Environmental Fairs started popping up everywhere in 1990, when I also put together a large event at my children’s school. ‘Reduce, Reuse and Recycle’ was the hottest topic – even controversial – and far from being organized or recognized as regular household practice. CBC radio interviewed all participants at a Carlton University, Ottawa event where I sat across the isle from the designer of the Canadian recycle logo, 3 birds forming a maple leaf. It was encouraging to be slightly ahead of the game. People liked the multi-purpose use of the bags, and within six months enough were sold to purchase a heavy duty industrial serger and an industrial straight-stitch, enabling overall higher quality and seam strength while increasing production time.

At one point I hired local small business seamstresses to do piece work, and also looked into bulk pre-washing fabric at dry cleaners, but eventually had to pull back on both those options because the quality just wasn’t there. I was young, idealistic and attached to the philosophy behind what had then become a dynamic “Go Green” movement, and the Earthbags’ quality had to represent. Every detail made a statement. Even printing all ad material was a big ordeal. First of all, who doesn’t have a home computer printer now? Insisting on recycled paper, it all had to be purchased separately and brought in to a printing company. Costs were more than double because in 1989 there was only one business in all of Ontario selling recycled paper, but again, it was a necessary part of supporting the cause.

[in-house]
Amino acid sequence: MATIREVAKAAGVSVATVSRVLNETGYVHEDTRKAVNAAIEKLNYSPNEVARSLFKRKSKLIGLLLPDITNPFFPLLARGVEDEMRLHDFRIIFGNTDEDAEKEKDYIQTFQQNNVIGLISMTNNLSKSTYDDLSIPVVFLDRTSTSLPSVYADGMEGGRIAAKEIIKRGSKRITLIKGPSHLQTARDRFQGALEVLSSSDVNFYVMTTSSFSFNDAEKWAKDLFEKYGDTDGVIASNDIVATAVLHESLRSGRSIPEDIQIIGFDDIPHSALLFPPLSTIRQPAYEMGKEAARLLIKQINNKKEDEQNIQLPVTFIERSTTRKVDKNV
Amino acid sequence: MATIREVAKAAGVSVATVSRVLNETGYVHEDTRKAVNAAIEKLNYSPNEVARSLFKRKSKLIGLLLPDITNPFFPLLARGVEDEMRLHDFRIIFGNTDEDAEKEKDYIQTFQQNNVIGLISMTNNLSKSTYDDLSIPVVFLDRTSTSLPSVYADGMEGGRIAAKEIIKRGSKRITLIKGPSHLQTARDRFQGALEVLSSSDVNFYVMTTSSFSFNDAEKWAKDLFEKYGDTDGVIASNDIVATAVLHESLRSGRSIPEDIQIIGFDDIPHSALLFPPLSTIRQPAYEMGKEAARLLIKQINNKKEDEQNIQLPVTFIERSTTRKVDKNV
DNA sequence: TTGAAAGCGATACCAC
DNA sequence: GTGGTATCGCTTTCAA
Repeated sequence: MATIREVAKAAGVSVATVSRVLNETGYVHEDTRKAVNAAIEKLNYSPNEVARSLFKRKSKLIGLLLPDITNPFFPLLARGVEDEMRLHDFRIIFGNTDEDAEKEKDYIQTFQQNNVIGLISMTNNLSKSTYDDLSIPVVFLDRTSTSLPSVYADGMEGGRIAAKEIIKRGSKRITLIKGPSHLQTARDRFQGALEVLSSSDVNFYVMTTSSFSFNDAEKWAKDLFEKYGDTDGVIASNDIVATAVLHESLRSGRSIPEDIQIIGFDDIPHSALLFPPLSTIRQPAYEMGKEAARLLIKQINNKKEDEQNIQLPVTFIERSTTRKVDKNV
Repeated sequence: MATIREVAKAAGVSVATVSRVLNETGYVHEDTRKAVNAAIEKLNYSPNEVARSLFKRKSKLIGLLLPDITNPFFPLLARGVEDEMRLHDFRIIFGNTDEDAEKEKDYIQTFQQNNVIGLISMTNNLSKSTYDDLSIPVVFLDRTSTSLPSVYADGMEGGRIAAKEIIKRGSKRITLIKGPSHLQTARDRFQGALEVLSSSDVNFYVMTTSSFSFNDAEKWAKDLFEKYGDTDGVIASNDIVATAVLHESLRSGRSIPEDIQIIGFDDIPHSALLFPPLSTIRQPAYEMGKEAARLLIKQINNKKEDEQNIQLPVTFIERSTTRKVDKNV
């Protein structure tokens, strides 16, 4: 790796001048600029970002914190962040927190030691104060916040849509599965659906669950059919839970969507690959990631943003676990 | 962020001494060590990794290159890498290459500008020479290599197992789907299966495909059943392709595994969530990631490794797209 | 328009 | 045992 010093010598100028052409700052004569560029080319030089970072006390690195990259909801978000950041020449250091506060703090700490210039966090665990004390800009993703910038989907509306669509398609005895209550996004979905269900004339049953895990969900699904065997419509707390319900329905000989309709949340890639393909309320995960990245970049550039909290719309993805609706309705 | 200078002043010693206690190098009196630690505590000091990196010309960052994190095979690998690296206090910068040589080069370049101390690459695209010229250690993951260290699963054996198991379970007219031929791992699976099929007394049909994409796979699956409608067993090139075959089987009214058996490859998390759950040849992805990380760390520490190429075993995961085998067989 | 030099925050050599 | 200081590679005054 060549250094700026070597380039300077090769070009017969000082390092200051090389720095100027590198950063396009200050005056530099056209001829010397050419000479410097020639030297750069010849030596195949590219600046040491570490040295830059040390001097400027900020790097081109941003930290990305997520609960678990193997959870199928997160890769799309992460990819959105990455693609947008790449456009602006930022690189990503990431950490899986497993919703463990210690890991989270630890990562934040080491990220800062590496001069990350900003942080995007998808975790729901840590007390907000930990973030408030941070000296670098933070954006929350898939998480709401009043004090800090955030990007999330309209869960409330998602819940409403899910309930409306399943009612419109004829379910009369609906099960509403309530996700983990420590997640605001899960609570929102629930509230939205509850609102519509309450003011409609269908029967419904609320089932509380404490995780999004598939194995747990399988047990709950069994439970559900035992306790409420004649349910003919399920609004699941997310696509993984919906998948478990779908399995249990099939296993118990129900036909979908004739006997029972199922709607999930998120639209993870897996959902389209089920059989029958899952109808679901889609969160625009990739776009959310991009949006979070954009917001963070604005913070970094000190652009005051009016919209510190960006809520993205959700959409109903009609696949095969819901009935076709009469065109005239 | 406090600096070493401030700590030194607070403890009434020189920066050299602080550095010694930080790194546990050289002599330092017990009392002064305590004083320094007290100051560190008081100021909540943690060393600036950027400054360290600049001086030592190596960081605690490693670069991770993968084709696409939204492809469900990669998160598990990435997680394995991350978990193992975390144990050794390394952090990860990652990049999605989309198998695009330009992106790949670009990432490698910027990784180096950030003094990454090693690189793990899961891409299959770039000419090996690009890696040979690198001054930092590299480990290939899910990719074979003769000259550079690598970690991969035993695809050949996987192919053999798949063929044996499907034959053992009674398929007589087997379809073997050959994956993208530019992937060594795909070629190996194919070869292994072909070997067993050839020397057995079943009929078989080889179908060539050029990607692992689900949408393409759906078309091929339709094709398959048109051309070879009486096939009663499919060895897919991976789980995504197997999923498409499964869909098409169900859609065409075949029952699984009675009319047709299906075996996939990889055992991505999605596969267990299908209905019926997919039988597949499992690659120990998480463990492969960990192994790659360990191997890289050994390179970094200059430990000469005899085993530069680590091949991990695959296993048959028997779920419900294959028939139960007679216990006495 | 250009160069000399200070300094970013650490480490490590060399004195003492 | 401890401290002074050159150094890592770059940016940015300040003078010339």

Colored 100% cotton bags with hand-painted appliques

A year after I first suggested the idea to large chain stores they were finally interested, but by then I was already wearing too many hats, in too deep filling orders from individuals, with no time to switch pursuits. It was either commit to mass manufacturing, or more effectively keep selling an art form on a much smaller scale. Production costs were much higher in 1990 too, partly because the options and procedures in place today were not yet established. Companies now flog out $1 canvas totes that are available in every store, which was my goal back then, but in the early 1990’s, it was next to impossible to respond with the large scale solution it would require. Computers and our current associations with China have changed everything. Online shopping is so mainstream now, and such a regular part of our daily lives in 2015. “E-commerce” has transformed world culture.

Mail order form, front, and mission statement


The area of patents, trademarks and copyrights is pretty tricky; lots of ins and outs and do’s and don’ts that a person needs to know if they invent, design or develop something intended to profit from, and to protect. Fortunately I lived in the capital of Canada at the time, Ottawa, where all the major government offices and public records are, so it was reasonably easy for me to do my own research. A small business course sponsored by the government in 1990 helped tremendously with guidance, and offered the services of a trademark lawyer for half an hour free.